2017 was one of those good/bad years for Tribeca Mortgages’ Fernando Zilli. Deals were flowing and volume was high, but Zilli had less and less time and mental capacity to enjoy the fruits of his labour.
“My life was completely shattered that year in terms of personal enjoyment,” Zilli says. He knew that maintaining 2017’s performance would be physically and mentally unsustainable. The tedious and time-consuming aspects of the business were siphoning off his time and energy, leaving him little opportunity to concentrate on his strengths: talking with people, finding what situations they’re in, and formulating solutions for their homebuying challenges. Business, and Zilli’s love for it, had both plateaued. Something had to give.
Zilli powered through the next two years with the help of his Tribeca team, but it wasn’t until COVID-19 slowed the economy to a crawl that he had the opportunity to examine his business and realize what needed to change: If the underwriting process could be taken off his plate, 60 to 70 percent of his time would be freed, allowing him to focus on creating new business.
Zilli hired two dedicated underwriters, both licensed mortgage brokers, who now handle what he estimates to be about “90 percent” of the brokerage’s communications. Zilli has used the extra time to put himself in front of realtors and their clients, re-evaluate the company’s systems, and, critically, to recharge his batteries. In June alone, the new business model – and the effect it has had on Zilli’s mindset – resulted in 60 new applications. If the current level of activity keeps up, Zilli anticipates that his current volume could triple within the next two or three years.
“I’m still kind of in shock at how well this is going,” he says. “I’m at the point now where I’m thinking, ‘Do I need somebody to help me field how many calls are coming in?’”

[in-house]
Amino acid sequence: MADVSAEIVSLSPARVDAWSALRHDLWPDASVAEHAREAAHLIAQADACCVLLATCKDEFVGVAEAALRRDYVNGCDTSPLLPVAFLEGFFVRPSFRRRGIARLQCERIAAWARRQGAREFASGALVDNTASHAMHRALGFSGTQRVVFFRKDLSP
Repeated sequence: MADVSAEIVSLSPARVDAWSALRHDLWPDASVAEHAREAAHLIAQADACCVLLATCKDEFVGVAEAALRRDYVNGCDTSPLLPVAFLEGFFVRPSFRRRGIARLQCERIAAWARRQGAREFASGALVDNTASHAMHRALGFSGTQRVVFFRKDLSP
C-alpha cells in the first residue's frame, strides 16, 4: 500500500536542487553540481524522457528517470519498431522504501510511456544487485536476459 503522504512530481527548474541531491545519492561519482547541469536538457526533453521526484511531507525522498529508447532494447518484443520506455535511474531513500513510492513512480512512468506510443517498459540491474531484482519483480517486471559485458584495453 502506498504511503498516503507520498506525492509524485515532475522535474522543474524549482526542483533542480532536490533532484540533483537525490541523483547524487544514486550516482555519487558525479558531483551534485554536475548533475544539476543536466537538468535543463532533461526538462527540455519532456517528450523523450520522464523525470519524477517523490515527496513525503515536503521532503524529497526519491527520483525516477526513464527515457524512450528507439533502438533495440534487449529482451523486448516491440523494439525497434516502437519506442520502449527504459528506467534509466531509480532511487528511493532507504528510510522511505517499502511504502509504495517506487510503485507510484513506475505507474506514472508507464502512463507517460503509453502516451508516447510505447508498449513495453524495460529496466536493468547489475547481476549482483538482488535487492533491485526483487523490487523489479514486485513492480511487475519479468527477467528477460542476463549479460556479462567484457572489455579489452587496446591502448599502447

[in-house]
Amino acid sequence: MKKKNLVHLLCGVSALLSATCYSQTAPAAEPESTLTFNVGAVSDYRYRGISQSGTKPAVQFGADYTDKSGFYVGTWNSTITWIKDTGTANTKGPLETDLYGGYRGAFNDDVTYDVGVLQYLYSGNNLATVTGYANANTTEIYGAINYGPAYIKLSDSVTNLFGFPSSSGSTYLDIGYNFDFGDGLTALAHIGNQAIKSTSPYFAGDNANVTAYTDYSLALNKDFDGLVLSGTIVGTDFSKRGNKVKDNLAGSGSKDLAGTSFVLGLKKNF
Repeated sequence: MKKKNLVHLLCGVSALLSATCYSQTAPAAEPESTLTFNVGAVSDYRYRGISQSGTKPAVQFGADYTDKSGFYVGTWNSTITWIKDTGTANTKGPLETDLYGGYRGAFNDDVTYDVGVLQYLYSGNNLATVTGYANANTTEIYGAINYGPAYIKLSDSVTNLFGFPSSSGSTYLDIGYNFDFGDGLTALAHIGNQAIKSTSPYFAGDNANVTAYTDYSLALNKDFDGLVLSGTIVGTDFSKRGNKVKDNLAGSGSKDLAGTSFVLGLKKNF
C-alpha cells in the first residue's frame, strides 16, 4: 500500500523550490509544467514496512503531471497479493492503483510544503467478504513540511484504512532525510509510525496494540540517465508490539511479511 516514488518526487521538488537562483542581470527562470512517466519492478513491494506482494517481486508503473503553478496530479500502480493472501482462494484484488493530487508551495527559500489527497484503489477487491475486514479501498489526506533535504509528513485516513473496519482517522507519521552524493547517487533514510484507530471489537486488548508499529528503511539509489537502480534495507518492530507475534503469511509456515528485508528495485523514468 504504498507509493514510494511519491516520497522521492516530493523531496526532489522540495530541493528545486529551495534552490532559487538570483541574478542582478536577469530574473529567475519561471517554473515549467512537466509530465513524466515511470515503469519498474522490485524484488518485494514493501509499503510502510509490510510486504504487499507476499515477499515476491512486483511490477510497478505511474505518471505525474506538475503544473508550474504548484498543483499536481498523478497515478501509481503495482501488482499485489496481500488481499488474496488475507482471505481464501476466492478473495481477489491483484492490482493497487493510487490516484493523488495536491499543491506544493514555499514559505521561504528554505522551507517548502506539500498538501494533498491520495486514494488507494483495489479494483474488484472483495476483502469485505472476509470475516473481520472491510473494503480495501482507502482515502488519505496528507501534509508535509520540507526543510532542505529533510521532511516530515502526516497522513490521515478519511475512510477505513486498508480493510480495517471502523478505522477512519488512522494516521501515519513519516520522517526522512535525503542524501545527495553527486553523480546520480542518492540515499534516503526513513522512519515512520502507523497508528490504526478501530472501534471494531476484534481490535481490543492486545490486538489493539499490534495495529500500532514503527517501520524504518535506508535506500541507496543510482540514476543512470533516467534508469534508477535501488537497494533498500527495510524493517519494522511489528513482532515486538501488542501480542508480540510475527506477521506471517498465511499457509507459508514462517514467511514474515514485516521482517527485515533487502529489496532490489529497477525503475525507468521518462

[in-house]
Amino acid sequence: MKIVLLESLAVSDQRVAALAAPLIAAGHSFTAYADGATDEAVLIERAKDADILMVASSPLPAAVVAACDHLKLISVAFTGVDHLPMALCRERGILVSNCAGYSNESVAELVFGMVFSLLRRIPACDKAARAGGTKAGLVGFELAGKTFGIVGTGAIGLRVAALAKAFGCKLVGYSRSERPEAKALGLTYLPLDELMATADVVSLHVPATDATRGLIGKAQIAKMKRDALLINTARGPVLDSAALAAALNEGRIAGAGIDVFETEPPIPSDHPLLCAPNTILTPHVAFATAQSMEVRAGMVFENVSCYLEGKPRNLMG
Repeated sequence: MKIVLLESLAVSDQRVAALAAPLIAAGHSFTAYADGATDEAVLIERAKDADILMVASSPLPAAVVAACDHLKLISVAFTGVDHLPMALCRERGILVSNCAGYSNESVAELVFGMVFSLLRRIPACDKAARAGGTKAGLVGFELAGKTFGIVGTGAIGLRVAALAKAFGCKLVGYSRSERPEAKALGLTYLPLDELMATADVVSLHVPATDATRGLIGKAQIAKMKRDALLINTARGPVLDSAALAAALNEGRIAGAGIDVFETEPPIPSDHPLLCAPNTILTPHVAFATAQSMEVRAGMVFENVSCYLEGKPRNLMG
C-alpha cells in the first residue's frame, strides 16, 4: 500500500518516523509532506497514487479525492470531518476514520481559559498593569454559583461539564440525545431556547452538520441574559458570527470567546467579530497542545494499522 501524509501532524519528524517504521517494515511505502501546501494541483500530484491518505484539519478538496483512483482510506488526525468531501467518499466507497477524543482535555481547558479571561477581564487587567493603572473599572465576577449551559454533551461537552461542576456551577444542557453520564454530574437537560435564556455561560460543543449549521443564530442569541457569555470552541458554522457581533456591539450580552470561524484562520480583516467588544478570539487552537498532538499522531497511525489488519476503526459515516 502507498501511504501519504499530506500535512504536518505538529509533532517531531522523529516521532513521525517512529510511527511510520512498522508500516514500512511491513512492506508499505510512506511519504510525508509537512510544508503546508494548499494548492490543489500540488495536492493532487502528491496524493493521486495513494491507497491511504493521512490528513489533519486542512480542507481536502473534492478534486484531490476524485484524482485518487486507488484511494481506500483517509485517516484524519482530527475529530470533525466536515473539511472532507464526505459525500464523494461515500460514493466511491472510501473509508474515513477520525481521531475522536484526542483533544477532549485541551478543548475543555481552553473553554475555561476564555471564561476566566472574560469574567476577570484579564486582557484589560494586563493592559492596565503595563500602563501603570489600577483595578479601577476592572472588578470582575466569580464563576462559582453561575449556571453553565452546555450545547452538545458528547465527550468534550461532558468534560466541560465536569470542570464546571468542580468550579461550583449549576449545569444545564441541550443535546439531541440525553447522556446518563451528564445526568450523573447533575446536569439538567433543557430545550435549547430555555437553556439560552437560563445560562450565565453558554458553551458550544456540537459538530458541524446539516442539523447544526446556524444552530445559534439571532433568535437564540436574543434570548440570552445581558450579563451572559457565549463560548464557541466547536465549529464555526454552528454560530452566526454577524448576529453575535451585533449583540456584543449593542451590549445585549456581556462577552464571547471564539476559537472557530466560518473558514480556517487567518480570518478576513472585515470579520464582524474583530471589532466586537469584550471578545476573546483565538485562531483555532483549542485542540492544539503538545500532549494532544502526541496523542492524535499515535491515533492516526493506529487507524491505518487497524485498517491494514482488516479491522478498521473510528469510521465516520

Zilli offers his underwriters a 30 percent split on the deals they work on, which means a brokerage will have to bank on a similar increase in business to justify the cost. Brokers running modestly sized businesses may wonder if the investment in an underwriting team is worth it. Zilli says those brokers, while right to fret over numbers, are missing the big picture.
“When they start a business, everybody’s always looking to minimize their cost of doing business,” he says. “But a lot of times in doing so, you give up a lot of efficiencies and you lose the ability to grow at the rate that you actually could grow because you’re so focused on the bottom line.”
The bottom line for Zilli?
“I’m actually able to do the part of mortgage brokering that makes you money. The people part,” he says.
Prior to hiring his underwriters, Zilli says he was underwriting between 20 and 25 deals a month on his own. Now he underwrites five while his team underwrites 30 to 40. Zilli’s time is now spent dealing directly with potential clients or making presentations to real estate brokerages. His phone is ringing off the hook.
“There’s nothing else I’ve done that has changed how I do business or generate revenue more than this one change,” he says. “Not only has it streamlined business, it’s actually made my life a lot better – and increased the company’s revenue forecast exponentially.”
Zilli’s story isn’t an uncommon one. Every day, brokers from coast to coast work themselves to the point of mental and physical collapse trying to do be every client’s everything. And the devil, in this case, really is in the details: Underwriting, critically important as it is, sucks. It’s not fun and, aside from possibly helping generate a referral from a happy client at some point in the future, it doesn’t drive that much business. But relinquishing a little control over the underwriting process? That changed Zilli’s life.
“If you can have 75 percent of your workload taken off your plate, you’ve got all this extra time to choose what you want to do with it,” he says. “And if you reinvest that time back into your business, it’s going to be successful.”